https://chipstero7.blogspot.com/2018/09/15-reasons-to-be-skeptical-of-human.html

If you can think of any more obvious reasons name them here and I'll think about swapping them in.






...Well, if you look at the amount of terrawatts generated by coal, natural gas and oil, wouldn't be surprising to me if we're producing the heat most responsible for climate change. It seems that no one is considering how much heat can be generated from about 17.7 terrawatts.

http://orbit.dtu.dk/files/128048208/Global_Energy_Consumption_The_Numbers_for_Now_and_in_the_Future.pdf


I worked it out once I think it was of the order of 1/1000th of the heat from the sun or possibly the additional heat energy of the additional CO2.

Surface are of earth x 320 (I think) W/m2 vs 17.7 TW



...We don't need to consider the surface area of the Earth. The Arctic has a surface area of 15,558,000 square kilometers. The Earth's surface area/2 is 250 million square kilometers, about 16/1. If heat flows from hot to cold (in the mesopause, -73° C. it flows from cold to hot, mesopause to mesosphere) then it's effect can be magnified, right ?

Wrong. Heat never flows from cold to hot.
James___ wrote:
And 14.7° C./58.5° F. = 354.37° kelvin. And then we have 1 watt equaling about 1° kelvin. And since we know that 1° kelvin = 1° C. then we could be adding to natural climate change. This would suggest that the Arctic can be warmed by about 0.5° C.

Argument from randU fallacy. You are starting with random numbers, running them through a calculation to make them look official, and coming up with a random number.
James___ wrote:
..Then if the question was "are we influencing natural climate change", most likely we are.

Define 'climate change'.
James___ wrote:
And please be mindful that I am acknowledging that natural climate change happens as well.

Define 'climate change'.
James___ wrote:
This means that warming would still be happening even if we were cavemen.

Define 'global warming'.
James___ wrote:
..And with energy consumption, we could start breaking it down into northern/southern hemisphere because more energy is used north of the equator, then how winds and ocean currents can transport heat away from industrialized geographic locations. This would allow it to become more focus/concentrated or warmer in the direction that heat is transported away from an area that generates it.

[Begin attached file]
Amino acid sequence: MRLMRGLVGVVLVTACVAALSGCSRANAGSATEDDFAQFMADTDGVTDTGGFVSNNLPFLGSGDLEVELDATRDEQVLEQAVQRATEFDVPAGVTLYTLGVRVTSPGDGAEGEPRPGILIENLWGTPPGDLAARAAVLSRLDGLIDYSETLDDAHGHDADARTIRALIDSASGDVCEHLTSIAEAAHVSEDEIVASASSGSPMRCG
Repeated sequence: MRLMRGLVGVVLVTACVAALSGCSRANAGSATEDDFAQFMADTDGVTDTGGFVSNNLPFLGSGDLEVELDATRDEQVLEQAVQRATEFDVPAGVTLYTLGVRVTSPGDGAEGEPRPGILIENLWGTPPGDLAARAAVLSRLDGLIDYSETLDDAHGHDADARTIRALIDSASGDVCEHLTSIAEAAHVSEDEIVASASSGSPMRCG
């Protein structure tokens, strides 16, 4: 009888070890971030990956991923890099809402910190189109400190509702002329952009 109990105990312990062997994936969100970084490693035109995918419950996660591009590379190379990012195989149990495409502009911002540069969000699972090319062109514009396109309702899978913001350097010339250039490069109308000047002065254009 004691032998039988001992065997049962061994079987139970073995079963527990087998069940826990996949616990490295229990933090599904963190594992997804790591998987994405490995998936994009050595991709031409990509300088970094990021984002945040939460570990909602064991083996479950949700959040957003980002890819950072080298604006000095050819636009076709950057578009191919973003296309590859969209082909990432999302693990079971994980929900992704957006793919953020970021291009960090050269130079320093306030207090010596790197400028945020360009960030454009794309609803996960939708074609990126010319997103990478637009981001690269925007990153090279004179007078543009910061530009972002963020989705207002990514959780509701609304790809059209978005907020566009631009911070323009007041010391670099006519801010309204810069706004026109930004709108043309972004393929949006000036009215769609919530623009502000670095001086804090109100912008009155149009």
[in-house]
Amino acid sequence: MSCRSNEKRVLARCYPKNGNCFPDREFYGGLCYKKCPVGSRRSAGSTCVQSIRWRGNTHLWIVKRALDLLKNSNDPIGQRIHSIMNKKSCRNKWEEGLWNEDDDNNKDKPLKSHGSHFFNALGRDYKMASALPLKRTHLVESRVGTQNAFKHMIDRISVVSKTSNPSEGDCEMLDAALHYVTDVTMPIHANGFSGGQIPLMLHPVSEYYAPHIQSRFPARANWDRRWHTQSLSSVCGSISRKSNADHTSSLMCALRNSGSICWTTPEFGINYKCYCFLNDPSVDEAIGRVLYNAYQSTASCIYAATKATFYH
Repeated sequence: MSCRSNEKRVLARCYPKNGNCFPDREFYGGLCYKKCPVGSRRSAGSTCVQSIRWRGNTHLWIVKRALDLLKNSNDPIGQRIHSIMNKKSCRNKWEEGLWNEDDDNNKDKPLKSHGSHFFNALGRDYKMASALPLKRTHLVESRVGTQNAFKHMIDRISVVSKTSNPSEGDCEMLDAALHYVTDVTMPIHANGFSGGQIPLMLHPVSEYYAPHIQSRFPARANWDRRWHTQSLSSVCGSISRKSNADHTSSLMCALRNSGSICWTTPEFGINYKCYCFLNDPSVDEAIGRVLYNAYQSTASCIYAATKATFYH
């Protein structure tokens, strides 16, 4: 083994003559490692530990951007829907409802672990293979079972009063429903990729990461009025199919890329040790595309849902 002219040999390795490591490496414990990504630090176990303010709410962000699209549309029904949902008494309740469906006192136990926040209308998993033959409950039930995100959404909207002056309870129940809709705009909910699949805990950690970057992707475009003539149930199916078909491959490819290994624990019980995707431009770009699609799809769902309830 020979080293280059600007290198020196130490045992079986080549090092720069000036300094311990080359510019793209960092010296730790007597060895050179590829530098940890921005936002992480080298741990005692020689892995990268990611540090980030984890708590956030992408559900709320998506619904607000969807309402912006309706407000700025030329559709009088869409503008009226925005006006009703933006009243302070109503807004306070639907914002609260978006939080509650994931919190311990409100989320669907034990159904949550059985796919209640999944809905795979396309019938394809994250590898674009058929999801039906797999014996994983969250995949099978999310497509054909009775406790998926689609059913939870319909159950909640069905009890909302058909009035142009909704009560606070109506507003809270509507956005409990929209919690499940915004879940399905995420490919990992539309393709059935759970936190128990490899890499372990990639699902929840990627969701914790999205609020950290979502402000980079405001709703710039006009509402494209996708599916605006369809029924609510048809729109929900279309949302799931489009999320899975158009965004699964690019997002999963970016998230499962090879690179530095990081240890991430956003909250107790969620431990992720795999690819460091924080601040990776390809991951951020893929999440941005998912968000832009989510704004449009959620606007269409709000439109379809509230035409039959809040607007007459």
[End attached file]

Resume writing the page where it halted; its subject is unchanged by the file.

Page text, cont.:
Both water and air are fluids. Both distribute thermal energy around.

You are still failing to take into the radiance of all materials on Earth. You are still failing to take into account the Stefan-Boltzmann law. You are still attempting to trap thermal energy. You are still ignoring the 1st law of thermodynamics.


The Parrot Killer
22-09-2018 23:09
Into the Night
★★★★★
(6074)
One Punch Man wrote:
spot wrote:
Which tells you the surface pressure 6.36mb, FYI earths surface pressure is 1,013.25mb. Now I'm no chemist but I think that affects the calculations. I think he failed to factor in the fact that mars is further away from the sun as well.

What a yogurt.

Of course the atmosphere on Mars will make it colder but it still has CO2 in the atmosphere that is 27 times denser than on Earth. Mars' effective temperature (the temperature of the planet if it were only heated by solar irradiance alone) is 209.8K while its average temperature is 210K, making all that CO2 on Mars only have a warming of 0.2K. You got nothing. You just think you do.


CO2 is incapable of warming a planet using that planet's surface infrared.


The Parrot Killer
22-09-2018 23:09
Into the Night
★★★★★
(6074)
One Punch Man wrote:
spot wrote:
One Punch Man wrote:
spot wrote:
Which tells you the surface pressure 6.36mb, FYI earths surface pressure is 1,013.25mb. Now I'm no chemist but I think that affects the calculations. I think he failed to factor in the fact that mars is further away from the sun as well.

What a yogurt.

Of course the atmosphere on Mars will make it colder but it still has CO2 in the atmosphere that is 27 times denser than on Earth. Mars' effective temperature (the temperature of the planet if it were only heated by solar irradiance alone) is 209.8K while its average temperature is 210K, making all that CO2 on Mars only have a warming of 0.2K. You got nothing. You just think you do.


The CO2 is denser there then here?

I've detected something dense.

Read a book.